What to do in your allotment in February

First Early Seed Potatoes 'Swift' from Suttons

Written by Lee Senior

As February progresses, allotments up and down the country are gradually waking from their winter slumber. It won’t be long now until spring, and I love the sense of anticipation that comes from lengthening days and increasing warmth. It’s also potato chitting time which further increases the excitement! If you haven’t already done so, now is the perfect time to purchase seeds and seed potatoes for your plot. 

It’s thrilling to be on the cusp of a brand new sowing and growing year. I’ve cleaned my greenhouse ready to get started – good light levels are so important to stop ‘leggy’ seedlings. If you’re overwintering any plants or seedlings, do keep a watchful eye for frost in the greenhouse or cold frame. Cover the plants with fleece or layers of newspaper or cardboard. I’ve used all sorts of things over the years as emergency frost protection, including old curtains and towels! I’m also a big fan of eco heaters for small areas, provided you have an electricity supply. Happy growing!

Allotment flowers in February

  • Sweet peas can be sown this month. Try ‘True Fragrance’ for a super strong scent or ‘Long Stemmed Mix’ for cutting and displaying indoors. 
  • Pinch out your overwintered sweetpea seedlings. 
  • Half-hardy annuals such as cosmos ‘Sonata Dwarf Mix’, bedding geraniums and marigolds can be sown in gentle heat towards the end of the month. It’s important to offer ongoing frost protection and provide enough heat and light. 
  • Sow a packet of Marigold ‘Fantasia Mix’ at your plot. These pretty blooms attract beneficial predators such as hoverflies, and help to keep unwanted pests in check.
  • Alyssum ‘Wandering Star Mix’ is another annual predator mix that can be sown now. Attracting ladybirds, it’s a good, fragrant, ground cover plant that also looks great in tubs and baskets too. 
  • As soon as your early daffodils come into bud, cut a few to enjoy in a vase inside.

Allotment vegetables in February

  • If, like me, you grow asparagus from seed, then this is the time of year to start sowing, provided you can supply the minimum requirement of 65F for germination. Alternatively, asparagus crowns are a quick way to establish a new asparagus bed. The asparagus ‘Continuity Collection’ is ideal for cropping over a longer period.
  • Pea ‘Proval’ or ‘Early Onward’ are both excellent early varieties which can be sown under glass or cold frame this month.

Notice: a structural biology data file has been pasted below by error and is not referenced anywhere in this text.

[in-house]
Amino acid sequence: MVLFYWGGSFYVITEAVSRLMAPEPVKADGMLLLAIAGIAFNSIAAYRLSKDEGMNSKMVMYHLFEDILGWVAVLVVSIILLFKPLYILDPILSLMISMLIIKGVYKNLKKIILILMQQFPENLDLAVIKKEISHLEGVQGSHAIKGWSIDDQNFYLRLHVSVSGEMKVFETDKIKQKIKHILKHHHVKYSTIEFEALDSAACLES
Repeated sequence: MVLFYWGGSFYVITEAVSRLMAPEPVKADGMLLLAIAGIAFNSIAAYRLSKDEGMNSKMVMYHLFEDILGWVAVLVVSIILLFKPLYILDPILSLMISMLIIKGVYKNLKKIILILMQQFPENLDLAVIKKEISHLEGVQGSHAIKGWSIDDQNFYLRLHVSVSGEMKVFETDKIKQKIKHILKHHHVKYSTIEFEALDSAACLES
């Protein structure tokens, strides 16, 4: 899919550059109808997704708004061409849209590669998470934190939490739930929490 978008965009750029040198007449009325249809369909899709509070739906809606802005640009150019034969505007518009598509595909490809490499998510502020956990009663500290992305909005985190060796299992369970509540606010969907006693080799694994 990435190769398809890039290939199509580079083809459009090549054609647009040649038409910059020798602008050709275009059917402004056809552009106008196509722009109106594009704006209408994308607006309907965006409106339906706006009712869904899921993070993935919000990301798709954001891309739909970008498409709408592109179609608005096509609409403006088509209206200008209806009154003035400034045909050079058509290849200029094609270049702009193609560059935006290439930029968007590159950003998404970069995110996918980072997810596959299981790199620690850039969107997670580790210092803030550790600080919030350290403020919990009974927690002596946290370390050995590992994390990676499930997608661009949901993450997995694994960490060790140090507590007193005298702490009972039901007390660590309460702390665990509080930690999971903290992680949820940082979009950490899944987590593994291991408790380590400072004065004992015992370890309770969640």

• Early broad beans can also be sown under cover. ‘Aquadulce Claudia’ remains my timeless favourite.
  • There are a number of other long season crops that can be sown in February in a heated propagator or on a warm south-facing windowsill. These include aubergines, tomatoes, sweet peppers and chillies. 
  • Tomatoes are one of my ‘must have’ foods and I’ve tried dozens of varieties over the years. Although not new, ‘F1 Shirley’ takes some beating for reliability and flavour. For cherry tomatoes, ‘Gardener’s Delight’ is still my favourite. 
  • Plant onion sets into modular seed trays this month to encourage them to start producing strong roots for the season ahead. 
  • Plant spring garlic bulbs, ready to harvest in autumn.

Allotment fruit in February

  • Bare root fruit trees or bushes can be planted out until the end of March. Avoid waterlogged or frozen conditions. 
  • Add a layer of well-rotted manure or multi-purpose compost around the base of your fruit trees and bushes to give them a boost before growth begins in earnest.
  • If your allotment has a dedicated fruit area, a fruit cage is a good idea to prevent birds from stealing your crop. 
  • Prune the old canes of autumn-fruiting raspberries down to the ground with a sharp pair of secateurs. 
  • It’s not too late to use a rhubarb forcer, making your first crops extra sweet.

Crops to harvest in February

  • Keep harvesting winter vegetables like Brussels sprouts and leeks. I’ve just used the last of my leeks which were delicious stir fried with Brussels Sprouts. My sprouts are still going strong and it’s good practice to harvest them from the bottom up.